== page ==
Report from the SMPTE High Frame Rates Study Group
by Michael Karagosian
published in the September 2012 SMPTE Journal
This intermim report summarizes work to date undertaken in the SMPTE TC-21DC SG High Frame Rates for 3D and 2D D-Cinema Applications. From this study, one can conclude that a compression rate of 500 Mb/s is the norm available in many present day IMBs. However, there is considerable evidence that more than 500 Mb/s will be needed for higher frame rates above 2K 48fps/eye. It is the long term work of this Study Group to ascertain recommended maximum compression bit rates for future equipment. Further, more recent discussions indicate that there is desire in the creative community to achieve higher resolutions and frame rates up to 4K 60fps/eye. (4K 120fps). A final report from the Study Group is expected in late 2013.
The Digital Cinema High Frame Rate (HFR) Study Group is co-chaired by Michael Karagosian (MKPE), David Stump, ASC, and Kommer Kleijn, SBC. The Study Group conducted an "interim" review of issues that must be dealt with in today's cinema distribution environment when releasing HFR movies and trailers. Numerous issues exist that affect the mastering, fulfillment, and exhibition of HFR content. It was found that the fewest number of impacts occur in mastering, and that the most complex issues arise in exhibition.
A summary of the group's findings at the time that this report was prepared:
Additions to the standard edit rates and frame rates will be required, similar to the work undertaken with the standardization of additional DCP frame rates in ST428-11:2009, ST429-13:2010 and ISO 26428-11:2011. Additional labels (ULs) to identify high frame rate bit streams will also be necessary. The UL matter is an important consideration, as multiple bit stream rates are likely to be introduced as this technology matures. To accommodate current production, a prototype mastering specification titled P-HFR has been circulated in the industry. Please contact the chairperson of 21DC if this specification is of interest to you.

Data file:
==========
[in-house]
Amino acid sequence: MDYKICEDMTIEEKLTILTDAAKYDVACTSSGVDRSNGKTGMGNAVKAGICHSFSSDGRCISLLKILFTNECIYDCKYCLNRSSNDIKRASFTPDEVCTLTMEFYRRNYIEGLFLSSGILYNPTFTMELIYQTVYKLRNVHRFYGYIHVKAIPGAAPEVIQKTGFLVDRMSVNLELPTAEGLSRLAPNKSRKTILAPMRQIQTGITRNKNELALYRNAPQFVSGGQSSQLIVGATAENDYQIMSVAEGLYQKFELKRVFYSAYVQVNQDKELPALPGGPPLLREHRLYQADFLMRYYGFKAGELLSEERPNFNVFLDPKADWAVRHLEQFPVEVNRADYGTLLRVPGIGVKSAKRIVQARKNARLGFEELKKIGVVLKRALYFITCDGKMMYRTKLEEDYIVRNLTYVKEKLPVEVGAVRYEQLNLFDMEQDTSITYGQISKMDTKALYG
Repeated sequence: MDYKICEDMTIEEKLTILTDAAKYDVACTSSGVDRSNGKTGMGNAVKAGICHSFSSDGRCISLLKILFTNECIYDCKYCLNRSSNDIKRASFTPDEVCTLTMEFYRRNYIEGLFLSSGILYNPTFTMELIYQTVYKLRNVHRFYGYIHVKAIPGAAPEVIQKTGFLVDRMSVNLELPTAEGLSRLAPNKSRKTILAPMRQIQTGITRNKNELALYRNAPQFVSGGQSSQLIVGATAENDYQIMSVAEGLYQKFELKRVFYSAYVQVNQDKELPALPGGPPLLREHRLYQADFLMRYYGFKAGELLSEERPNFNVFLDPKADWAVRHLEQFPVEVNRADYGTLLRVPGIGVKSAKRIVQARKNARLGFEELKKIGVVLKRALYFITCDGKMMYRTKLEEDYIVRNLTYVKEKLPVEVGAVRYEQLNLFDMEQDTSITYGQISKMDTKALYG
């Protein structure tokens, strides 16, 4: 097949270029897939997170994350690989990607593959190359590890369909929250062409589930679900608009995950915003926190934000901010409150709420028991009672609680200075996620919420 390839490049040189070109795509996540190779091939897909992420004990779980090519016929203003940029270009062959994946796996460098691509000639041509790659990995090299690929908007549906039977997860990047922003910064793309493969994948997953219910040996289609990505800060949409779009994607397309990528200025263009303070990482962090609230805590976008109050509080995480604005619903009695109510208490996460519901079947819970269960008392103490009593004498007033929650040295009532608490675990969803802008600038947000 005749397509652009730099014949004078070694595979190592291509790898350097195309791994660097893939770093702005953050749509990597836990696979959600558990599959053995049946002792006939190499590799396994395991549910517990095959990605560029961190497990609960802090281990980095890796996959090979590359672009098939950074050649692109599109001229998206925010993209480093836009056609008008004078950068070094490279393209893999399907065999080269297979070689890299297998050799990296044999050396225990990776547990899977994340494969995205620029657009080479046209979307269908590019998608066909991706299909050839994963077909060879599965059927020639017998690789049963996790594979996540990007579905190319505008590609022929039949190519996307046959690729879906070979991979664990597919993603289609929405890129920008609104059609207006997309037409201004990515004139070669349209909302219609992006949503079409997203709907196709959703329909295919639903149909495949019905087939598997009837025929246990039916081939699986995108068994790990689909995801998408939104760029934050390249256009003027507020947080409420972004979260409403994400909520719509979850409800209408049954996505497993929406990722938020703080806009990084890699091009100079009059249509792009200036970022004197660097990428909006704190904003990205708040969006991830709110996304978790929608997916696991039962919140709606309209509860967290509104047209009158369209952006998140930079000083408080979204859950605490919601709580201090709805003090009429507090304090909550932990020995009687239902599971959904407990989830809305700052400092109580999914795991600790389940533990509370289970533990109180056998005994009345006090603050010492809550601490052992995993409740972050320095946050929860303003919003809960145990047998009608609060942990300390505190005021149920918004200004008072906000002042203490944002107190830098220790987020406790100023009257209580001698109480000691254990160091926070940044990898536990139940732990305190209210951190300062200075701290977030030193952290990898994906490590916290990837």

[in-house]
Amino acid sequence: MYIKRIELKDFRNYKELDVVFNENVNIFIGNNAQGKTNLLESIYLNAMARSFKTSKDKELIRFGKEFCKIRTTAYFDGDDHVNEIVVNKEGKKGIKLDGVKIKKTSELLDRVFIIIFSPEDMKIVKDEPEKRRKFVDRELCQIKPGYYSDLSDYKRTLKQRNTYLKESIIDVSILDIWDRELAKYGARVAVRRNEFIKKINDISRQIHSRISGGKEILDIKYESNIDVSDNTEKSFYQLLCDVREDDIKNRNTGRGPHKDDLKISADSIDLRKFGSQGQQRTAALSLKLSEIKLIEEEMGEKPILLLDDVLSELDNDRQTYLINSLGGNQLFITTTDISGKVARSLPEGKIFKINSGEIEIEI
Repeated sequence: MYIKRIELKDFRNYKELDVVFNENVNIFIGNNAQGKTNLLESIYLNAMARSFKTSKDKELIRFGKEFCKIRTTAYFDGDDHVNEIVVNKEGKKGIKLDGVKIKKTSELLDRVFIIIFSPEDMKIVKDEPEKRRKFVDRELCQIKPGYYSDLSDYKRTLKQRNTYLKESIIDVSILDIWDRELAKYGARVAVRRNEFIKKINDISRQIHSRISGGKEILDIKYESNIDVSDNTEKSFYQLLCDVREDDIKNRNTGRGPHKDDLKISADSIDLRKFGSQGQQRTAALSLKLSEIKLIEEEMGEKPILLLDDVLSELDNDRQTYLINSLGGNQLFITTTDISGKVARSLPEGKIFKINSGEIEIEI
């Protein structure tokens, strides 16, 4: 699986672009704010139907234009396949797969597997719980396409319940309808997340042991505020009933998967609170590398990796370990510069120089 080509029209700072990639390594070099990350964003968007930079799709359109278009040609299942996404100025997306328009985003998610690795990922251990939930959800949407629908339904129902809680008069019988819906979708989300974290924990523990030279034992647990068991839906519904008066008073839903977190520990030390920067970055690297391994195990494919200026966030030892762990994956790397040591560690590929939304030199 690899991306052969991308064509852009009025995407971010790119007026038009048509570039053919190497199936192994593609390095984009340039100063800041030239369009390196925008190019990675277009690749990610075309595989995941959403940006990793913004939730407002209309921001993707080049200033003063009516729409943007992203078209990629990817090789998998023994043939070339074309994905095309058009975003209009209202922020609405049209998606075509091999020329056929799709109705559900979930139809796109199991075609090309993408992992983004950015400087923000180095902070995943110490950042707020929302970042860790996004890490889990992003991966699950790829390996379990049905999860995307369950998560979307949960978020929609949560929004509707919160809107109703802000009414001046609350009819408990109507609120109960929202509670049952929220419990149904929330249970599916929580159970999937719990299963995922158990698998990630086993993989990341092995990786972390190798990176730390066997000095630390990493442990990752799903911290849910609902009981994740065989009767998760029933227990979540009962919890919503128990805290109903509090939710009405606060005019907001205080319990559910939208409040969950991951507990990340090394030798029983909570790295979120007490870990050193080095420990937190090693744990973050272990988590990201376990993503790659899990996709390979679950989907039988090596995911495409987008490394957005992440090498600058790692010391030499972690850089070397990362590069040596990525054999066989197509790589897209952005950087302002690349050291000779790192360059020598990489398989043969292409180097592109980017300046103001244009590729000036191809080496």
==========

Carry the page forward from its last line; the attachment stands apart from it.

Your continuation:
Distribution, Ingest, and Storage
The digital cinema fulfillment channels are already filled with numerous versions of a release. It’s of great interest to distributors to reduce, or at least not grow, the number of versions required per movie. For this reason, the Study Group explored the possibility of enabling single inventory DCPs that can play on both HFR and lower frame systems. However, manufacturers report that even if it were possible to upgrade products to play HFR content in a manner compatible with legacy content, it would not be possible to do so for all legacy products.
In addition to concerns over multiple inventory content, distributors will experience larger file sizes with HFR content. Typically, 90% of a digital cinema composition is occupied by image data. Assuming that the maximum compression bit rate scales with frame rate, as the frame rate doubles from 24 to 48 frames/sec, the file size of the composition could grow by 190%. If frame rate is increased from 24 to 60 frames/sec, the file size of the composition could grow by 235%. The growth in file sizes also impacts the time required for content transmission, ingest, and movement, as well as impacts storage requirements.